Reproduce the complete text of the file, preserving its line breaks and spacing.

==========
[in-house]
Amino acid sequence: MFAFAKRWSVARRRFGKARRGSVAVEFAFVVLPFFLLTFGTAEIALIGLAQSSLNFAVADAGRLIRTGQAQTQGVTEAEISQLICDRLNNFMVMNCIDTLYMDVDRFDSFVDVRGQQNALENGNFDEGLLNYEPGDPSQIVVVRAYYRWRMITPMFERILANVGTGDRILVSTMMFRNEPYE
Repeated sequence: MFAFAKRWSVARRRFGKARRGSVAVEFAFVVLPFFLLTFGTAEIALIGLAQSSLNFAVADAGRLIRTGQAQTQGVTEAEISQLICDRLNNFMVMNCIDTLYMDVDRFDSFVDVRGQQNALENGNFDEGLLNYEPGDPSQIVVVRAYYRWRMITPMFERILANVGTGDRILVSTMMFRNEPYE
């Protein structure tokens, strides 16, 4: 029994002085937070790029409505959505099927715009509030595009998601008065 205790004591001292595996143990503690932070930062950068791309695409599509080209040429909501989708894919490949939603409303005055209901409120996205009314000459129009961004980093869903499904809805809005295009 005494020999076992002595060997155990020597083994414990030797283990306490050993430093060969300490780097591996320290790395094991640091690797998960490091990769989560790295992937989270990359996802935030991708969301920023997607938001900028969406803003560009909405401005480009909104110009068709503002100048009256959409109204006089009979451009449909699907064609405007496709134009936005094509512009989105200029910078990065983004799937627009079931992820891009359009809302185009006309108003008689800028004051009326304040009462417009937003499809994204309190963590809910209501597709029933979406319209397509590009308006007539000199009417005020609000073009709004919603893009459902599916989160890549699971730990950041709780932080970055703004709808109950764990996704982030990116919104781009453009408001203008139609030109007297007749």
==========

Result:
[in-house]
Amino acid sequence: MFAFAKRWSVARRRFGKARRGSVAVEFAFVVLPFFLLTFGTAEIALIGLAQSSLNFAVADAGRLIRTGQAQTQGVTEAEISQLICDRLNNFMVMNCIDTLYMDVDRFDSFVDVRGQQNALENGNFDEGLLNYEPGDPSQIVVVRAYYRWRMITPMFERILANVGTGDRILVSTMMFRNEPYE
Repeated sequence: MFAFAKRWSVARRRFGKARRGSVAVEFAFVVLPFFLLTFGTAEIALIGLAQSSLNFAVADAGRLIRTGQAQTQGVTEAEISQLICDRLNNFMVMNCIDTLYMDVDRFDSFVDVRGQQNALENGNFDEGLLNYEPGDPSQIVVVRAYYRWRMITPMFERILANVGTGDRILVSTMMFRNEPYE
């Protein structure tokens, strides 16, 4: 029994002085937070790029409505959505099927715009509030595009998601008065 205790004591001292595996143990503690932070930062950068791309695409599509080209040429909501989708894919490949939603409303005055209901409120996205009314000459129009961004980093869903499904809805809005295009 005494020999076992002595060997155990020597083994414990030797283990306490050993430093060969300490780097591996320290790395094991640091690797998960490091990769989560790295992937989270990359996802935030991708969301920023997607938001900028969406803003560009909405401005480009909104110009068709503002100048009256959409109204006089009979451009449909699907064609405007496709134009936005094509512009989105200029910078990065983004799937627009079931992820891009359009809302185009006309108003008689800028004051009326304040009462417009937003499809994204309190963590809910209501597709029933979406319209397509590009308006007539000199009417005020609000073009709004919603893009459902599916989160890549699971730990950041709780932080970055703004709808109950764990996704982030990116919104781009453009408001203008139609030109007297007749």